(Visual) Anthropology goes to the movies | Take II : The Keyser Söze Effect

the-usual-suspects-5261e6a94d1ceThe Keyser Söze Effect relies all on this paradox: the delight of being deceived, the magic of a manipulation. The pleasure found right there, in that revelation: the rules of the game have all along been yours truly, yours only, you’ve played, you’ve lost. Hit the repeat button. Play it again Sam. And you probably have. I know I have. My collector VHS even breaking down on me: dooming to addiction those very last minutes of the epic finale of Bryan Singer’ 1995 ”The Usual Suspects”. The how to leave it all to your viewer. The want-more, because you gave me less (or so it seems). The want-a-Keyser-Söze-effect-for-ethnographic-movies. Continue reading

(Visual) Anthropology goes to the movies | Take I : Woody Allen ”Zelig”

Zelig Poster - 1983Weeks of proposals with no end, living with anthropology day and night, dreaming and nightmaring of research… The grants season… I had it, enough already. A break. Needless to say I went to my pile of DVDs to find refuge. And out of nowhere it seemed, picked up Woody Allen’s 1983 ”Zelig”. I had seen it as a teenager, in a moldy subterranean Parisian cinema re-re-re-screening ”classics”. I had no recollection whatsoever of the movie. Barely that – as usual – there were about 3-4 viewers in the theater, that Woody was his usual self, and that it had the flavor of a documentary of the 30’s. And here I am: years later, just as I am looking forward to get as far as possible from anthropology, I certainly didn’t remember the potential of ‘’Zelig’’ to reflect on just exactly that. (Visual) Anthropology goes to the movies, first take!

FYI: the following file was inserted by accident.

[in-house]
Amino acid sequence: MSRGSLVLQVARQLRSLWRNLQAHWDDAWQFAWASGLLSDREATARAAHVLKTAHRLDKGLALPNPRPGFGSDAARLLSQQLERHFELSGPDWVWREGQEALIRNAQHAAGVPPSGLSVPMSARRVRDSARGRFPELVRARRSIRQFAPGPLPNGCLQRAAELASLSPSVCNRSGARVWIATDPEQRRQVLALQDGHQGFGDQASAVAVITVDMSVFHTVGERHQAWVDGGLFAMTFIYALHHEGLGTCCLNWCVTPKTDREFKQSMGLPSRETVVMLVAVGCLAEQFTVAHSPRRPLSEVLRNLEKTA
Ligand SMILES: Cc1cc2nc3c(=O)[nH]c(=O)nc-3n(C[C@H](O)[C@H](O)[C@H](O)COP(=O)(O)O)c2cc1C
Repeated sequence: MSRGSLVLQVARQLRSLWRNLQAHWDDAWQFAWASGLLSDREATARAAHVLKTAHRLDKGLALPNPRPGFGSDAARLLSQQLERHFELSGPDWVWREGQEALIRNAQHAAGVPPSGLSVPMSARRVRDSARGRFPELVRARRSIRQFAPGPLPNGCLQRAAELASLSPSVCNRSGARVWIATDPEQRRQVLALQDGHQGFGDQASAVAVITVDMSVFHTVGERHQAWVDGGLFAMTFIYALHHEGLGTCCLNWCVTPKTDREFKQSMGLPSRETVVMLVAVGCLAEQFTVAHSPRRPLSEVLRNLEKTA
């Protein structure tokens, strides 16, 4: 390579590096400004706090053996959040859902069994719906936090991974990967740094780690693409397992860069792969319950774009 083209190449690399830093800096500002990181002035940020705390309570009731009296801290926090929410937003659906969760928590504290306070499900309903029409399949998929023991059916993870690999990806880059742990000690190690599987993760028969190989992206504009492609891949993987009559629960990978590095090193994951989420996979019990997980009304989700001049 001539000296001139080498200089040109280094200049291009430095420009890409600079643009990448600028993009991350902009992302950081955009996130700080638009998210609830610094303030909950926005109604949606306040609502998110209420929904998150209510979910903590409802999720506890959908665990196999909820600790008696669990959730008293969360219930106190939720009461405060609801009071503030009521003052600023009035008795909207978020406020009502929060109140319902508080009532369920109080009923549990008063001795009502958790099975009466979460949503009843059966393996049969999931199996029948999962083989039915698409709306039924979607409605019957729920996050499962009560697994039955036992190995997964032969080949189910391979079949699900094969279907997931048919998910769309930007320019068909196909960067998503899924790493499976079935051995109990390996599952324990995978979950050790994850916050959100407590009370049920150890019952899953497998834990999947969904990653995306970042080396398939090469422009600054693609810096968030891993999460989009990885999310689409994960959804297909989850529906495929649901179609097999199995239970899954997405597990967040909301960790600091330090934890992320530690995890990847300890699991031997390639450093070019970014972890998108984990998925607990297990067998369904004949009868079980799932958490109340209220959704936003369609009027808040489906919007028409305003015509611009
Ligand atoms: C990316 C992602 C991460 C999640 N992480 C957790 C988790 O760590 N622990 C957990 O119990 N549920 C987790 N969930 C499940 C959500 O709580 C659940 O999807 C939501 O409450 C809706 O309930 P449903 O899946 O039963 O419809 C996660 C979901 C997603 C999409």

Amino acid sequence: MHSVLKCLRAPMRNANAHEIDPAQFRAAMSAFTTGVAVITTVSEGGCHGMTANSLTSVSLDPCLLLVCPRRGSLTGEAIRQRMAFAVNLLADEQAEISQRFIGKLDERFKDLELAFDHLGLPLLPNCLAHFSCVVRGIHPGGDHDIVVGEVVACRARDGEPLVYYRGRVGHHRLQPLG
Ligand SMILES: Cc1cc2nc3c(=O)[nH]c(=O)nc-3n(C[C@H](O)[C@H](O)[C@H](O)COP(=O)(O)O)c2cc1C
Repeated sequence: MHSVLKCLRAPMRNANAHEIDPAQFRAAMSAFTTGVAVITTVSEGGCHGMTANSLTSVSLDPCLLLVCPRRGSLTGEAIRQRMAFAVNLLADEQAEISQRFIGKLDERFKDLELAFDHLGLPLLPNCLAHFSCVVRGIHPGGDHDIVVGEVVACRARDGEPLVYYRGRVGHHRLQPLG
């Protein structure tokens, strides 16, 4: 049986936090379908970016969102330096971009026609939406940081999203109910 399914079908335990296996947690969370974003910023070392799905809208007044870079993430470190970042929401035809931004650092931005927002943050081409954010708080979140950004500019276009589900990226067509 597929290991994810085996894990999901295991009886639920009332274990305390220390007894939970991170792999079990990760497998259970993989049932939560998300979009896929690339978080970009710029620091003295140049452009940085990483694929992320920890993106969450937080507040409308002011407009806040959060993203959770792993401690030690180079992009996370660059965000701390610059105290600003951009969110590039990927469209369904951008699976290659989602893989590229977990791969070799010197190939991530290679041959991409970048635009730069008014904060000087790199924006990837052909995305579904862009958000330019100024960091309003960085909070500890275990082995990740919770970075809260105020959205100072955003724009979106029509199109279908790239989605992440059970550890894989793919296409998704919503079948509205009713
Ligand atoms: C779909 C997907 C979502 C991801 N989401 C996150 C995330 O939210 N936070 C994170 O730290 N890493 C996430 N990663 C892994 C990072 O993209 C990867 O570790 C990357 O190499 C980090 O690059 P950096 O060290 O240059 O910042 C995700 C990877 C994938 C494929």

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Mei Bi & Me: Re-writing Ethnography, Bringing the Ethnographer Back In

Recently I had to bring a little bit more of my very own self into the ethnography, through a seminar on Writing Ethnography and its genres, and the auto-ethnography model of Zora Hurston ‘’Mules and Men’’. I took up the challenge by revisiting an old piece from the Clichés Chams column that I was, back then, writing for the online news media Kaset. The article was all about Mei Bi, a character completely real, gone complete legend over Cham-landia. At the time, and within the journalistic frame, it would have been irrelevant and out of place to bring my own experience in the foreground of the story. But as the tale unfolds, as I was following up all through the years – all through the roads – all through the legends – the life of Mei Bi, it became more and more personal. Until the end revealed to be nothing else but a close up on this entirely personal quest, without me even knowing about it… Continue reading

The Notebooks’ Diaries Day 4: Closing notes

An intro first? Here. | Also: Day 1 & Day 2 & Day3.